|NBC Daytime, January 6, 1975 - July 4, 1975|
|Johnny Jacobs, Johnny Gilbert|
|NBC Studios 2 and 4, Burbank, California|
Blank Check was a game show.
Six players competed for an entire week of shows, trying to fill in a four-digit check.
One contestant played as the "check writer" and stood behind a podium positioned stage left. That contestant hit a plunger that stopped five spinning numbers, which could be used to write the check. If the contestant spun a straight (e.g., 1-2-3-4-5) they won a bonus prize. Host James asked the other five contestants, seated in a gallery at stage right, a question requiring a response containing a common relation between two things. The contestant who rang in with the correct answer attempted to guess what number (from the five spun at the start of the game) the check writer chose as the ones digit in their check. Guessing correctly meant they switched places with the check writer and started a new check for themselves, and the check writer won the amount for which the check had been completed up to that point.
If the contestant answering the question was unable to guess which number the check writer had selected, the selected number became the ones digit in the check and play continued for the tens and hundreds digits as described above.
If the check writer was able to complete three digits in their check, the check writer played a game against a studio audience member. The audience member was shown four prizes and their values, and asked to pick one. The check writer had to guess the prize the audience member selected. If incorrect, the audience member won that prize, and the process repeated with the remaining prizes. If the check writer incorrectly guessed three times, the check writer lost their position and the audience member won all four prizes.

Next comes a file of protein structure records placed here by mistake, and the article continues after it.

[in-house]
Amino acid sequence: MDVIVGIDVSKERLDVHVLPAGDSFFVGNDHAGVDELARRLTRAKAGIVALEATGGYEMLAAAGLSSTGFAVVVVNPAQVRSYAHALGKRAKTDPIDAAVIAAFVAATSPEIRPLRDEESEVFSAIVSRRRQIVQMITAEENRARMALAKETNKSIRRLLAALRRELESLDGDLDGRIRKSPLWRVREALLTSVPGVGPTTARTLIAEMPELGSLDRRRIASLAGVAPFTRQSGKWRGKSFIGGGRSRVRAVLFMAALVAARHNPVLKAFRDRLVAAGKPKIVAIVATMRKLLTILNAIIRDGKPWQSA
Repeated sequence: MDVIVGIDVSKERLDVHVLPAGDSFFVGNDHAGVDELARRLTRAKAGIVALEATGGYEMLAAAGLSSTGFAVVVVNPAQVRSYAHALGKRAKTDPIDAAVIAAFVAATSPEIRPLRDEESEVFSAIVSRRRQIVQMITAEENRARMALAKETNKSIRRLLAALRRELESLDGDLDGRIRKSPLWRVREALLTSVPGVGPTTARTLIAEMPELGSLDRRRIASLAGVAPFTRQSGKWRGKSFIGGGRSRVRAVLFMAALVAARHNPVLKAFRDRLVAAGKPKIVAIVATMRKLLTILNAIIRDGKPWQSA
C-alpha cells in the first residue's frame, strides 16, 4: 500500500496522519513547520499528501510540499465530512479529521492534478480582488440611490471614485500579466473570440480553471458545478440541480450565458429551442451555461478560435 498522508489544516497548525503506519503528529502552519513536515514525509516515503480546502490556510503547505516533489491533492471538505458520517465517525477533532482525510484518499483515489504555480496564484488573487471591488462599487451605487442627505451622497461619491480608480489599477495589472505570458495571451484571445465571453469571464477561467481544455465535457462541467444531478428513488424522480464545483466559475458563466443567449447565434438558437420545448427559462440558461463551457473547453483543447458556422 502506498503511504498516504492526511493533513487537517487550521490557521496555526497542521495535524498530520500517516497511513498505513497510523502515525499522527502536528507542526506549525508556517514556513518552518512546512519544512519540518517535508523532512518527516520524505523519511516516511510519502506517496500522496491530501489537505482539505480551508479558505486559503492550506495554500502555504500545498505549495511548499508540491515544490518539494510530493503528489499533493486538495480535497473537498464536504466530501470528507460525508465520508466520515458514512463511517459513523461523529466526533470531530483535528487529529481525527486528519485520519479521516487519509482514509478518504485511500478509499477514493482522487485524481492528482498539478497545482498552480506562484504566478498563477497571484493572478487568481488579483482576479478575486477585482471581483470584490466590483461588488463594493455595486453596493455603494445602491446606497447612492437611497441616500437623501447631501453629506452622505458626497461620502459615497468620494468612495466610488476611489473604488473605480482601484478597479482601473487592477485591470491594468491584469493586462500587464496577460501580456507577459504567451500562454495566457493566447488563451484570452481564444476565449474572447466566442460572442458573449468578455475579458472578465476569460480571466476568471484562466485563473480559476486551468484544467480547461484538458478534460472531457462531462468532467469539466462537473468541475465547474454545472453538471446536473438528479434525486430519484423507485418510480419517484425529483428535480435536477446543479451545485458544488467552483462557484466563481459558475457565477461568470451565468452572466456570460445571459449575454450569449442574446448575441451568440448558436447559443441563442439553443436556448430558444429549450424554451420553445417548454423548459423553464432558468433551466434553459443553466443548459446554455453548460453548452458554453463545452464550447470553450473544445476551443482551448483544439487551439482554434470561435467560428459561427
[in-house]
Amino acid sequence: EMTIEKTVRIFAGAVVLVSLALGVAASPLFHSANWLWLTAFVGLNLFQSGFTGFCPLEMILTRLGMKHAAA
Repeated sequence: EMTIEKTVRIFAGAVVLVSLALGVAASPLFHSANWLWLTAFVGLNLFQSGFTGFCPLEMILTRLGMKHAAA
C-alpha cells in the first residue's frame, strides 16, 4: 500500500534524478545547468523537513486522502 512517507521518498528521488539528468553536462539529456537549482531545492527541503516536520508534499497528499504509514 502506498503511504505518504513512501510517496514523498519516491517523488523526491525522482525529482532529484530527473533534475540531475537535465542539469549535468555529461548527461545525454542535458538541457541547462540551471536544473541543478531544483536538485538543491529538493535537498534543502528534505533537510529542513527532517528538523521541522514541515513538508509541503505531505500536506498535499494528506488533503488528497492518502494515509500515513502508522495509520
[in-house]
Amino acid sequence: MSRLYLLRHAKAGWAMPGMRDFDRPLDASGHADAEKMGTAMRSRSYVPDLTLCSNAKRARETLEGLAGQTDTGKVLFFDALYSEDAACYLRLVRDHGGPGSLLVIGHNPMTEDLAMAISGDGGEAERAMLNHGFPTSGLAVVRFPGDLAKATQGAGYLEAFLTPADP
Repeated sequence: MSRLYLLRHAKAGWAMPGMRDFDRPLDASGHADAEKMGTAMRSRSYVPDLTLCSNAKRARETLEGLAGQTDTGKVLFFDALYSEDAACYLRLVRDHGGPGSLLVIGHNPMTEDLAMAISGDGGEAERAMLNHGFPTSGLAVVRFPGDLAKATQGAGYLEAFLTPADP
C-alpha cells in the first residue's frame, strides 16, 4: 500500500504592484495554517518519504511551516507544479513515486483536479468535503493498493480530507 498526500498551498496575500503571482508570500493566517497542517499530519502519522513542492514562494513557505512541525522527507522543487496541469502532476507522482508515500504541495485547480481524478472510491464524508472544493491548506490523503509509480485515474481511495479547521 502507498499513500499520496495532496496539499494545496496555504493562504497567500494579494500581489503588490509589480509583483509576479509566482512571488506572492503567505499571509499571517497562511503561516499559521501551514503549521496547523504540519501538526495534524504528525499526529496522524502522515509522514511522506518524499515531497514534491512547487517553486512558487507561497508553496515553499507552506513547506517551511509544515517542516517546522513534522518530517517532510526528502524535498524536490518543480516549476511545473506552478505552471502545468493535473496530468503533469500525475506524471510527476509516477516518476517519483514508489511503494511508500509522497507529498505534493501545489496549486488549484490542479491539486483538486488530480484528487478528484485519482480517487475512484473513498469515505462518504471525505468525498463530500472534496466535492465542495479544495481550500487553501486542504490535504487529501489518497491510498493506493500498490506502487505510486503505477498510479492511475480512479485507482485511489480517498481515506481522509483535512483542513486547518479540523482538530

If the check writer guessed correctly at any point, the game ended with the audience member winning all prizes accumulated to that point and the check writer earned the chance to place a fourth digit in their check. James then asked one last question to the gallery contestants. The correct respondent tried to guess the final digit selected by the check writer for the thousands digit in their check. If successful, the respondent became the new check writer. If the correct digit was not guessed, the number was placed in the check and the check writer won that amount in cash.
Once a check writer completed a four-digit check (or if they lost the audience game), another question was asked to the remaining five contestants. The person with the correct answer then exchanged places with the former check writer.
The contestant who wrote the biggest check during the week also won a car.
James expressed dislike with the show's format. He and staff members sometimes referred to it as "Blank Mind" because they thought that it "was dumb luck, a guessing game".
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The company that created the show (Barry & Enright) began threatening to sue The Price is Right (created by Mark Goodson & Bill Todman) for copyright infringement because one of their long-running pricing games was also called Blank Check (which was later renamed as Check Game since 1987) the lawsuit is rumored to have stemmed from a playing in which former host Bob Barker said "I wish Goodson-Todman Company would get a show called Blank Check and find someone to emcee that and get me a new game!".
On Let's Make a Deal (Brady) one of their "games of chance" was also called Blank Check where a contestant is given a check as he or she chooses four colors to fill in the check. Once the contestant locks in the colors, the numbers are revealed one at a time, Before the last two numbers are revealed, Brady offers them a deal to give up the check for a prize hidden behind a curtain.
After the cancellation of Blank Check, Art James went on to host The Magnificent Marble Machine.